Young farmers working to overcome barriers

Land access number-one challenge young farmers face.

Jacqui Fatka, Policy editor

November 27, 2017

3 Min Read
Young farmers working to overcome barriers
Young farmer Steve Burris feeds the Angus cattle on his farm.USDA photo by Alice Welch

America’s new generation of young farmers expect to overcome major barriers to their success in agriculture, including access to land, affordable health care and mounting student loan debt, but success will require deliberate policy change at all levels of government, according to the 2017 "National Young Farmer Survey."

The survey was conducted by the National Young Farmers Coalition (NYFC), in partnership with Dr. Kathleen Merrigan, executive director of sustainability at George Washington University and former U.S. deputy secretary of agriculture.

“The time is now for our country to help young farmers defy the odds, preserve farming as a livelihood and revitalize our nation’s rural economy,” said Lindsey Lusher Shute, executive director and co-founder of NYFC. “This report proves that there are thousands of young people ready to build new farms in the United States, but we’ve got to do our part and make sure that they will succeed.”

The survey, conducted with 94 partner organizations, collected data from 3,517 current, former and aspiring U.S. farmers under 40 years of age. In its report on the survey, NYFC noted that the top challenge cited by young farmers was land access, particularly finding and affording land on a farm income. It is also the main reason why farmers quit farming and why aspiring farmers haven’t yet started.

The survey illustrated a challenging economic picture for young farmers. Sixty-one percent of individual respondents reported needing another job to make ends meet, and fewer than half own all the acres they’re farming. Indicators tracked by the U.S. Department of Agriculture also suggest that trends in the agricultural economy are hitting young farmers especially hard. According to USDA chief economist Dr. Robert Johansson, young farmers and those who rent more of their land tend to be far more in debt relative to their assets, the report noted. In 2015, farmers under 35 years old had an average debt-to-asset ratio of 28%, compared to 16% for those ages 45-54 years and only 11.5% for those ages 55-64 years.

“Despite the challenges, young farmers are hopeful. The majority of young farmers said that they are making, or will eventually make, sufficient income in farming to meet their life goals,” the report noted.

NYFC reported that the young farmers surveyed are capitalizing on the demand for local food by selling directly to consumers and by growing a diversity of crops and livestock. The survey also indicated a generation of producers strongly committed to environmental stewardship, with 75% of current young farmers describing their practices as “sustainable” and 63% describing their farming as “organic,” although many of them have not sought certification.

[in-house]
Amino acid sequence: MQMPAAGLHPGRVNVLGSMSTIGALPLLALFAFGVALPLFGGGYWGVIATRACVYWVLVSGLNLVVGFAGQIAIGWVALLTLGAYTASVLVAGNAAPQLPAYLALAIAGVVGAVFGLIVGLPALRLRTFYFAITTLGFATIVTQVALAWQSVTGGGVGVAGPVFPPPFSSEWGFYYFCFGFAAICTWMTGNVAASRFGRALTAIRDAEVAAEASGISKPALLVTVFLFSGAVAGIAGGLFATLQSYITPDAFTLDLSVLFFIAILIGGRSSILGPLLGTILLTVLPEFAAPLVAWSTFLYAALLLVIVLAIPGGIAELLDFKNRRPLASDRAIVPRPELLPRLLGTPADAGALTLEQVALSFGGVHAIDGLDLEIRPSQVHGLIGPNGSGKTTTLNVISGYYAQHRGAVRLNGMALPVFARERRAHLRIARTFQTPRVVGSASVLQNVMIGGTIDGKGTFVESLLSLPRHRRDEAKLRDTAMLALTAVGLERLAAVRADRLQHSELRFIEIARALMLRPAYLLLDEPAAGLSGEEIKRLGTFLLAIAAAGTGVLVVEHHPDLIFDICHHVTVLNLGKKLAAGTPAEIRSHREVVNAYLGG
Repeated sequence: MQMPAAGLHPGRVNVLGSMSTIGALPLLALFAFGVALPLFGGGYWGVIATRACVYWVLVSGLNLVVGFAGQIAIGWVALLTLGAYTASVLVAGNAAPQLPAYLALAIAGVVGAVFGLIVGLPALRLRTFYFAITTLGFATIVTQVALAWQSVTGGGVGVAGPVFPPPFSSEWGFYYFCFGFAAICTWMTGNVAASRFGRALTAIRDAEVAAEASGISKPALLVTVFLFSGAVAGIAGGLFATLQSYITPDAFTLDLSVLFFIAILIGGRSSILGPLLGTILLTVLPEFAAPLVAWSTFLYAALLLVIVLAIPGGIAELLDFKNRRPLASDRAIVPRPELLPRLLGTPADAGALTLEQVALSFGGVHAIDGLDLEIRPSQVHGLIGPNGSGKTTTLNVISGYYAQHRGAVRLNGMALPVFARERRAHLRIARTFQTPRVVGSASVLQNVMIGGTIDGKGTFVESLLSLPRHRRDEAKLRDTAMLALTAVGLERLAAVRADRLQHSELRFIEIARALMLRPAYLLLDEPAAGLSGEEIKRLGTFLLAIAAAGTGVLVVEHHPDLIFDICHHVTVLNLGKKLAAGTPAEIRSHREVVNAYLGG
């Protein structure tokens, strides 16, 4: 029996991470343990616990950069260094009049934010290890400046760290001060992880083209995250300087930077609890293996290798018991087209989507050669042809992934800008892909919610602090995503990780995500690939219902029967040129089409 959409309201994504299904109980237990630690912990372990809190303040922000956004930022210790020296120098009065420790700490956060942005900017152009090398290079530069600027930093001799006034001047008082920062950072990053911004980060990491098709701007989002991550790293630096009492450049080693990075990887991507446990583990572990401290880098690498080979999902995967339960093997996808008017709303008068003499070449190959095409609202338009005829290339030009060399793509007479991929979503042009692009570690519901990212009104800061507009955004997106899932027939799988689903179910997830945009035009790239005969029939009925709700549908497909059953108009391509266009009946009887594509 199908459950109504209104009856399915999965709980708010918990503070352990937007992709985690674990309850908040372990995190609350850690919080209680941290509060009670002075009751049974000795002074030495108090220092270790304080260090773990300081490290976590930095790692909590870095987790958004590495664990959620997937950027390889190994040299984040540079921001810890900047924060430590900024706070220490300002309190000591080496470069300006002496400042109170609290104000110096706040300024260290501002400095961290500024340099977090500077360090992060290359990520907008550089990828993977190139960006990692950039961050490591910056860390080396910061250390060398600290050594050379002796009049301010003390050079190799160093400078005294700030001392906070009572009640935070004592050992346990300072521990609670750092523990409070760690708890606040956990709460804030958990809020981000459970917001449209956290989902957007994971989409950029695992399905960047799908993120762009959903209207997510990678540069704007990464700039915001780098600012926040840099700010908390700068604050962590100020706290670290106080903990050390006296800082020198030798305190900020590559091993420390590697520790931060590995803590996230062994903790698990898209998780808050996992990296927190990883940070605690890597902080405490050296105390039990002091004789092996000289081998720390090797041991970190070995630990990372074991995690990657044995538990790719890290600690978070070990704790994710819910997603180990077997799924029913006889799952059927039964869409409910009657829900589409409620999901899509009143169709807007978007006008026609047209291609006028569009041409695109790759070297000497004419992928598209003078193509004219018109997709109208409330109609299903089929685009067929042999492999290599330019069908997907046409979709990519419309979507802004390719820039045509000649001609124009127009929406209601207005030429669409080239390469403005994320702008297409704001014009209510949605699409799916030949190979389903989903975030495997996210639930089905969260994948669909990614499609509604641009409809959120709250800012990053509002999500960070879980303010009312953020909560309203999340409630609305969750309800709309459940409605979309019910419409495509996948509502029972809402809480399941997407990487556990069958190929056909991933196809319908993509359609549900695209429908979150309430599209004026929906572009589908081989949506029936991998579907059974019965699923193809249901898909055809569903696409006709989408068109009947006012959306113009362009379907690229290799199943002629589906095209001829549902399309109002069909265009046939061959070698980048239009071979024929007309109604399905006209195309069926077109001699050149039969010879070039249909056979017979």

Like their Millennial counterparts, young farmers surveyed by NYFC were highly educated and increasingly racially diverse, and despite challenges and relatively low income, the survey found high optimism: 63% of respondents said they are making or eventually would make sufficient income to meet their life goals.

The survey found that 72% of survey respondents grew vegetables, and 81% of respondents said they grew two or more types of products. While just 25% said livestock made up the highest percentage of their sales, many more are using animals to diversify their farms.

The survey found that 75% of survey respondents did not grow up on a farm, 69% had degrees beyond high school and 60% of respondents were women.

“Things are changing in American agriculture, and our perceptions and policies need to keep pace,” Merrigan said. “This survey reveals that it’s no longer 'Old MacDonald' of storybook fame. Rather, it’s Ms. MacDonald, a college graduate who didn’t grow up on the farm and considers her farming practices to be sustainable or organic.”

Considering these findings, NYFC called on lawmakers to enact a slate of policy reforms it calls the “Young Farmer Agenda,” which includes: addressing land access and affordability; helping young farmers manage student debt; increasing the skilled agricultural workforce; enabling farmers to invest in on-farm conservation; improving credit, savings and risk management opportunities for young farmers, and addressing racial inequity among farmers. 

Read the full report here.

About the Author(s)

Jacqui Fatka

Policy editor, Farm Futures

Jacqui Fatka grew up on a diversified livestock and grain farm in southwest Iowa and graduated from Iowa State University with a bachelor’s degree in journalism and mass communications, with a minor in agriculture education, in 2003. She’s been writing for agricultural audiences ever since. In college, she interned with Wallaces Farmer and cultivated her love of ag policy during an internship with the Iowa Pork Producers Association, working in Sen. Chuck Grassley’s Capitol Hill press office. In 2003, she started full time for Farm Progress companies’ state and regional publications as the e-content editor, and became Farm Futures’ policy editor in 2004. A few years later, she began covering grain and biofuels markets for the weekly newspaper Feedstuffs. As the current policy editor for Farm Progress, she covers the ongoing developments in ag policy, trade, regulations and court rulings. Fatka also serves as the interim executive secretary-treasurer for the North American Agricultural Journalists. She lives on a small acreage in central Ohio with her husband and three children.

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